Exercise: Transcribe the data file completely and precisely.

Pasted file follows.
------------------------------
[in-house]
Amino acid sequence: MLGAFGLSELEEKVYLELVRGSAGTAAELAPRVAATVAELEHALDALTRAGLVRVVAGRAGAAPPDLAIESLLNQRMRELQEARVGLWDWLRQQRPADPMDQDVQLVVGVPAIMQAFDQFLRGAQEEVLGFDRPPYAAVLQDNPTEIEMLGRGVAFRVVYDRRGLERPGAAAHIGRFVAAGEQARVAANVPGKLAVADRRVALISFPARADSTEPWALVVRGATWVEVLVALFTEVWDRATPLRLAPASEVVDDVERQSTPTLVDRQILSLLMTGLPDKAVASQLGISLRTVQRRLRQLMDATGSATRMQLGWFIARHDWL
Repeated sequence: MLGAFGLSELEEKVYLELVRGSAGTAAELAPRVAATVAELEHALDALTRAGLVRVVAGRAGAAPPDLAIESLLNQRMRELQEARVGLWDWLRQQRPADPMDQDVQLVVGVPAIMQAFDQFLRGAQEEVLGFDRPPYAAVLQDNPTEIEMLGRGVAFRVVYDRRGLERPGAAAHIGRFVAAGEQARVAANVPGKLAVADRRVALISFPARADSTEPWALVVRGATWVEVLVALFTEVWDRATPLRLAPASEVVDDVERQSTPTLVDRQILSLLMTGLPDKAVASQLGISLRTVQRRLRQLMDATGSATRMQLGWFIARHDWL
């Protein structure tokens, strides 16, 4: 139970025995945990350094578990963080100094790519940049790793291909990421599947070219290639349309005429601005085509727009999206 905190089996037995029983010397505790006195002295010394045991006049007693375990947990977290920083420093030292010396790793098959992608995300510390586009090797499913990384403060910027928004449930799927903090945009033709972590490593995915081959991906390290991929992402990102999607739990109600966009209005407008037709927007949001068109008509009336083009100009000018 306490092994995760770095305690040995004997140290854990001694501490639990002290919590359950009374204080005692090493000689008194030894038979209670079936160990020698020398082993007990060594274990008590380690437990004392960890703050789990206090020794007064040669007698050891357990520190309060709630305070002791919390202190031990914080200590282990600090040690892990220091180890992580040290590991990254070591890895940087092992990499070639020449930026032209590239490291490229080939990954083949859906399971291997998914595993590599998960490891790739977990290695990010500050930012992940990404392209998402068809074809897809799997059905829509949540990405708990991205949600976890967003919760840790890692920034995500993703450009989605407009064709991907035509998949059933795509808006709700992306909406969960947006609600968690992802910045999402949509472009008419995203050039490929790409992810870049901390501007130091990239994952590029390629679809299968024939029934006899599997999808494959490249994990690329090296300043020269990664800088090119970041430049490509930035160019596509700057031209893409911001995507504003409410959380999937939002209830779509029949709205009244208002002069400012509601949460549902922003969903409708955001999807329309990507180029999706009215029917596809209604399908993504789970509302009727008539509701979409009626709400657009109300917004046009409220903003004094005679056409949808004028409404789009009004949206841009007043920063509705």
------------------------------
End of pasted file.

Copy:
[in-house]
Amino acid sequence: MLGAFGLSELEEKVYLELVRGSAGTAAELAPRVAATVAELEHALDALTRAGLVRVVAGRAGAAPPDLAIESLLNQRMRELQEARVGLWDWLRQQRPADPMDQDVQLVVGVPAIMQAFDQFLRGAQEEVLGFDRPPYAAVLQDNPTEIEMLGRGVAFRVVYDRRGLERPGAAAHIGRFVAAGEQARVAANVPGKLAVADRRVALISFPARADSTEPWALVVRGATWVEVLVALFTEVWDRATPLRLAPASEVVDDVERQSTPTLVDRQILSLLMTGLPDKAVASQLGISLRTVQRRLRQLMDATGSATRMQLGWFIARHDWL
Repeated sequence: MLGAFGLSELEEKVYLELVRGSAGTAAELAPRVAATVAELEHALDALTRAGLVRVVAGRAGAAPPDLAIESLLNQRMRELQEARVGLWDWLRQQRPADPMDQDVQLVVGVPAIMQAFDQFLRGAQEEVLGFDRPPYAAVLQDNPTEIEMLGRGVAFRVVYDRRGLERPGAAAHIGRFVAAGEQARVAANVPGKLAVADRRVALISFPARADSTEPWALVVRGATWVEVLVALFTEVWDRATPLRLAPASEVVDDVERQSTPTLVDRQILSLLMTGLPDKAVASQLGISLRTVQRRLRQLMDATGSATRMQLGWFIARHDWL
């Protein structure tokens, strides 16, 4: 139970025995945990350094578990963080100094790519940049790793291909990421599947070219290639349309005429601005085509727009999206 905190089996037995029983010397505790006195002295010394045991006049007693375990947990977290920083420093030292010396790793098959992608995300510390586009090797499913990384403060910027928004449930799927903090945009033709972590490593995915081959991906390290991929992402990102999607739990109600966009209005407008037709927007949001068109008509009336083009100009000018 306490092994995760770095305690040995004997140290854990001694501490639990002290919590359950009374204080005692090493000689008194030894038979209670079936160990020698020398082993007990060594274990008590380690437990004392960890703050789990206090020794007064040669007698050891357990520190309060709630305070002791919390202190031990914080200590282990600090040690892990220091180890992580040290590991990254070591890895940087092992990499070639020449930026032209590239490291490229080939990954083949859906399971291997998914595993590599998960490891790739977990290695990010500050930012992940990404392209998402068809074809897809799997059905829509949540990405708990991205949600976890967003919760840790890692920034995500993703450009989605407009064709991907035509998949059933795509808006709700992306909406969960947006609600968690992802910045999402949509472009008419995203050039490929790409992810870049901390501007130091990239994952590029390629679809299968024939029934006899599997999808494959490249994990690329090296300043020269990664800088090119970041430049490509930035160019596509700057031209893409911001995507504003409410959380999937939002209830779509029949709205009244208002002069400012509601949460549902922003969903409708955001999807329309990507180029999706009215029917596809209604399908993504789970509302009727008539509701979409009626709400657009109300917004046009409220903003004094005679056409949808004028409404789009009004949206841009007043920063509705």